Commands are deferring alcohol treatment for troops in need, according to an IG report. The DoD IG report found that troops who have been referred for alcohol abuse treatment are not getting the care they need because of command deferrals, Military Times reports. Reasons were varied including unclear instructions, understaffed centers with no openings, as well as operational requirements and legal actions.

US military installations throughout Europe are estimating they will collectively pay at least $50 million more for gas and electricity in the next year, amid soaring wholesale energy prices exacerbated in some cases by a reliance on Russian natural gas, reports Stars and Stripes.

US lawmakers are fuming that the Biden administration nixed Poland’s offer to provide Ukraine with its old MiG-29, Soviet fighter jets, reports, but do not plan to try to force the administration’s hand through legislation. Some say they are banking on the pressure campaign to change President Joe Biden’s mind.

A former US representative from Hawaii and current Army Reserve officer Tulsi Gabbard, known for controversial positions often supportive of Russian interests, was accused Sunday of pushing a “treasonous lie” by Sen. Mitt Romney (R-UT), after her latest social media video promoted a debunked theory about biolabs in Ukraine, reports

Breaking Defense reports that although Russia’s cyber operations have been “relatively mild” against Ukraine, the US cannot let down its defenses. Russia may be holding back its cyber arsenal for future use, Sen. Mark Warner (D-VA), chairman of the Senate Select Committee on Intelligence, said during a Center for Strategic and International Studies event. “Now, will we see that in the coming days? I think that remains a possibility. Are they holding that for potential use against the West and or America? Again, we’ll see,” Warner said.

Sarah Jane Cavanaugh, 31, of Warwick, RI, has been charged with posing as a wounded Marine Corps veteran, reports Marine Times. She fraudulently claimed to be a Marine Corps veteran with lung cancer in a scheme to collect hundreds of thousands of dollars in veterans benefits and charitable contributions. Rhode Island US Attorney Zachary Cunha charged Cavanaugh with using forged or counterfeited military discharge certificates, wire fraud, fraudulently holding herself out to be a medal recipient with intent to obtain money, property, or other tangible benefit, and aggravated identity theft.

The Airborne and Ranger Training Brigade announced 100 women have graduated US Army Ranger School, reports Task & Purpose. The Ranger School at Fort Benning, GA, is one of the most grueling courses in the Army. The eight-week assessment and selection includes three phases that test soldiers physically and psychologically.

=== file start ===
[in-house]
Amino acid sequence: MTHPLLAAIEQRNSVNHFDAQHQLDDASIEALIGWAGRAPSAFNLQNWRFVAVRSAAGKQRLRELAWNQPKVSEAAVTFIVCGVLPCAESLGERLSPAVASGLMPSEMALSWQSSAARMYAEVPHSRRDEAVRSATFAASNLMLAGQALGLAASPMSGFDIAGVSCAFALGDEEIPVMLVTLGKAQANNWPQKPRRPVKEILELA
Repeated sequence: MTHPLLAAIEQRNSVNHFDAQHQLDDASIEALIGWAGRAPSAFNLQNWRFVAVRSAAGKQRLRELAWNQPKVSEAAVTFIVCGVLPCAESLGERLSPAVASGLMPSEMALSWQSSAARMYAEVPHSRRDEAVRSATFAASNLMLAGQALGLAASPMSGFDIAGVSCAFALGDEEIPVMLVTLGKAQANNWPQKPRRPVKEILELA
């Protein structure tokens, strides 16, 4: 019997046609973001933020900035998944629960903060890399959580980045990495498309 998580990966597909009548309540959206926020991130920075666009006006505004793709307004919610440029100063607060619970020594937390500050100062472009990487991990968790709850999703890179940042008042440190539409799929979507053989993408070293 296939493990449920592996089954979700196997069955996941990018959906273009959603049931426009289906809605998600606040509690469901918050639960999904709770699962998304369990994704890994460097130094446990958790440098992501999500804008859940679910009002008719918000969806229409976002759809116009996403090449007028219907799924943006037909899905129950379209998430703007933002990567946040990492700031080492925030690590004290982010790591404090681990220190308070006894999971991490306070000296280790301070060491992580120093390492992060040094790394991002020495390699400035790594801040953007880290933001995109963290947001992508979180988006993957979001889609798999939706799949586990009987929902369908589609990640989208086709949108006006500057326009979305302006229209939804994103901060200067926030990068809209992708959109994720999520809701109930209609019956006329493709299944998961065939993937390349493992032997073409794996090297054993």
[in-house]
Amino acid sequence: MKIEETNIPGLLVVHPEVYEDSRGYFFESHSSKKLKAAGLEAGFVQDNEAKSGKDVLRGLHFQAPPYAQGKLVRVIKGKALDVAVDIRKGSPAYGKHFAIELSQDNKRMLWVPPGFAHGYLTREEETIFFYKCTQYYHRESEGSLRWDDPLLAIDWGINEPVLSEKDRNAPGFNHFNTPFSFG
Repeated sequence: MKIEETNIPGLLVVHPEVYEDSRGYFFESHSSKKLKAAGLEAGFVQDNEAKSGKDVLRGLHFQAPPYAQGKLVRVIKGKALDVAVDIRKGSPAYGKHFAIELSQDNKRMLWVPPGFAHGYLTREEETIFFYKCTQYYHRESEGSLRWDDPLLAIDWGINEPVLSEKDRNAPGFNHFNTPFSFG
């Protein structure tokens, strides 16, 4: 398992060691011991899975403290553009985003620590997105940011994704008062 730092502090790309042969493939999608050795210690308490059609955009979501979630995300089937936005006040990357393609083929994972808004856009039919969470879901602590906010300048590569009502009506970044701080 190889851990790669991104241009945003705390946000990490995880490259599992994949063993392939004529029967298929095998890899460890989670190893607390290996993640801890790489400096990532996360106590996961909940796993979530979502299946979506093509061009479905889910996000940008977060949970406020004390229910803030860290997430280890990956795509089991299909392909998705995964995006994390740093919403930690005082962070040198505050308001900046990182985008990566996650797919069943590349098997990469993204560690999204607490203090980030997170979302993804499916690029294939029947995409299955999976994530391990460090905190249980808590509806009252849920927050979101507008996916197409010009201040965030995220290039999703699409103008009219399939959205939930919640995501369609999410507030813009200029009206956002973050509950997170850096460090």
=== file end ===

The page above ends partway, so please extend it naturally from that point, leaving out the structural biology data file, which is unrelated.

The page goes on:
Chugach Solutions Enterprise LLC, Anchorage, Alaska (N62473-22-D-3602); KGJJ Engineering Solutions LLC, Fort Worth, Texas (N62473-22-D-3603); MERP-EMI Mission Support LLC, Herndon, Virginia (N62473-22-D-3604); MJM-ACEPEX JV2, Long Beach, California (N62473-22-D-3605); PCI Productions LLC, Huntsville, Alabama (N62473-22-D-3606); and Six Mile NIKA JV LLC, Anchorage, Alaska (N62473-22-D-3607), are awarded a combined $249,000,000 firm-fixed price, indefinite-delivery/indefinite-quantity, multiple award service contract for the procurement involving facility investment services within the Naval Facilities Engineering Systems Command (NAVFAC) Southwest (SW) area of operations. The work to be performed provides for the maintenance, repair, and services for systems and facilities, including heating, ventilation and air conditioning, refrigeration systems, fire protection systems, boilers/unfired pressure vessels, and high voltage electricity systems. Each awardee will be awarded $500 (minimum contract guarantee per awardee) at contract award. The maximum dollar value of all task orders, including the base period and seven option years will be $249,000,000 to the six vendors combined. Work will be performed in California (90%), Nevada (5%), Arizona (2%), Colorado (1%), New Mexico (1%), and Utah (1%), and is expected to be completed by Feb. 9, 2030. Fiscal 2022 operation and maintenance (Navy) funding for a total of $3,000 will be obligated at time of award. Future task orders will be primarily funded by operation and maintenance (Navy); and operation and maintenance (Marine Corps) funds. This procurement was solicited as a competitive multiple award 8(a) small business set aside via the solicitation module under the Procurement Integrated Enterprise Environment online website with eight proposals received and six contractors deemed as technically acceptable. These six contractors may compete for task orders under the terms and conditions of the awarded contract. NAVFAC SW, San Diego, California, is the contracting activity.